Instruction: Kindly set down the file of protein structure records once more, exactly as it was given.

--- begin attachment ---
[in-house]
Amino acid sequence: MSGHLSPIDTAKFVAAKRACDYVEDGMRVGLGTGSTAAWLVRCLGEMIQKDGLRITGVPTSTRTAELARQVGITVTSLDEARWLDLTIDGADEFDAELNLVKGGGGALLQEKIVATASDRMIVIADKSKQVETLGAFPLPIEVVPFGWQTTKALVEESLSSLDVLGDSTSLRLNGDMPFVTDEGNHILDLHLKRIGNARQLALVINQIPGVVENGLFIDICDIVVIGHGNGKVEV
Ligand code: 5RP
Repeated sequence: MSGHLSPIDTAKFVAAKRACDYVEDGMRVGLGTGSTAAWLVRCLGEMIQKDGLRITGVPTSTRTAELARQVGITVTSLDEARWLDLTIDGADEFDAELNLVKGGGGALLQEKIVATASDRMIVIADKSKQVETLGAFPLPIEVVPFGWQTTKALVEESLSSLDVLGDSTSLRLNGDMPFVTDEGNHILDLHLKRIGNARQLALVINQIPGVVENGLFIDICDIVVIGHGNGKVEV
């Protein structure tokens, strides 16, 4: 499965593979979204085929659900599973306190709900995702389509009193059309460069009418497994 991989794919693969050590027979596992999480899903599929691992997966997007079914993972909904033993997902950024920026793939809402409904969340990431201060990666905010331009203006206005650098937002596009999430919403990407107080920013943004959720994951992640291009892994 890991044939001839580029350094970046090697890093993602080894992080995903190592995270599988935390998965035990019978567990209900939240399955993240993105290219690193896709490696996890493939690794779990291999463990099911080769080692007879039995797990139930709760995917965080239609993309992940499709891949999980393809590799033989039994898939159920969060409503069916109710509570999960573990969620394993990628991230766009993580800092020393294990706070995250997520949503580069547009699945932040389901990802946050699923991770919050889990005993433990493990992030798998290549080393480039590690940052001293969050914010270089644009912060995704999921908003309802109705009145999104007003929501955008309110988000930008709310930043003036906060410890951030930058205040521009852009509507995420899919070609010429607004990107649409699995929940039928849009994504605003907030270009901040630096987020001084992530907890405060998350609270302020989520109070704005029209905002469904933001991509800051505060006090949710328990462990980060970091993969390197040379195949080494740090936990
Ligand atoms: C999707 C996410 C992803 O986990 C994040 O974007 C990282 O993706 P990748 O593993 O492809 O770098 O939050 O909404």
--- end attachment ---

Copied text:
[in-house]
Amino acid sequence: MSGHLSPIDTAKFVAAKRACDYVEDGMRVGLGTGSTAAWLVRCLGEMIQKDGLRITGVPTSTRTAELARQVGITVTSLDEARWLDLTIDGADEFDAELNLVKGGGGALLQEKIVATASDRMIVIADKSKQVETLGAFPLPIEVVPFGWQTTKALVEESLSSLDVLGDSTSLRLNGDMPFVTDEGNHILDLHLKRIGNARQLALVINQIPGVVENGLFIDICDIVVIGHGNGKVEV
Ligand code: 5RP
Repeated sequence: MSGHLSPIDTAKFVAAKRACDYVEDGMRVGLGTGSTAAWLVRCLGEMIQKDGLRITGVPTSTRTAELARQVGITVTSLDEARWLDLTIDGADEFDAELNLVKGGGGALLQEKIVATASDRMIVIADKSKQVETLGAFPLPIEVVPFGWQTTKALVEESLSSLDVLGDSTSLRLNGDMPFVTDEGNHILDLHLKRIGNARQLALVINQIPGVVENGLFIDICDIVVIGHGNGKVEV
């Protein structure tokens, strides 16, 4: 499965593979979204085929659900599973306190709900995702389509009193059309460069009418497994 991989794919693969050590027979596992999480899903599929691992997966997007079914993972909904033993997902950024920026793939809402409904969340990431201060990666905010331009203006206005650098937002596009999430919403990407107080920013943004959720994951992640291009892994 890991044939001839580029350094970046090697890093993602080894992080995903190592995270599988935390998965035990019978567990209900939240399955993240993105290219690193896709490696996890493939690794779990291999463990099911080769080692007879039995797990139930709760995917965080239609993309992940499709891949999980393809590799033989039994898939159920969060409503069916109710509570999960573990969620394993990628991230766009993580800092020393294990706070995250997520949503580069547009699945932040389901990802946050699923991770919050889990005993433990493990992030798998290549080393480039590690940052001293969050914010270089644009912060995704999921908003309802109705009145999104007003929501955008309110988000930008709310930043003036906060410890951030930058205040521009852009509507995420899919070609010429607004990107649409699995929940039928849009994504605003907030270009901040630096987020001084992530907890405060998350609270302020989520109070704005029209905002469904933001991509800051505060006090949710328990462990980060970091993969390197040379195949080494740090936990
Ligand atoms: C999707 C996410 C992803 O986990 C994040 O974007 C990282 O993706 P990748 O593993 O492809 O770098 O939050 O909404």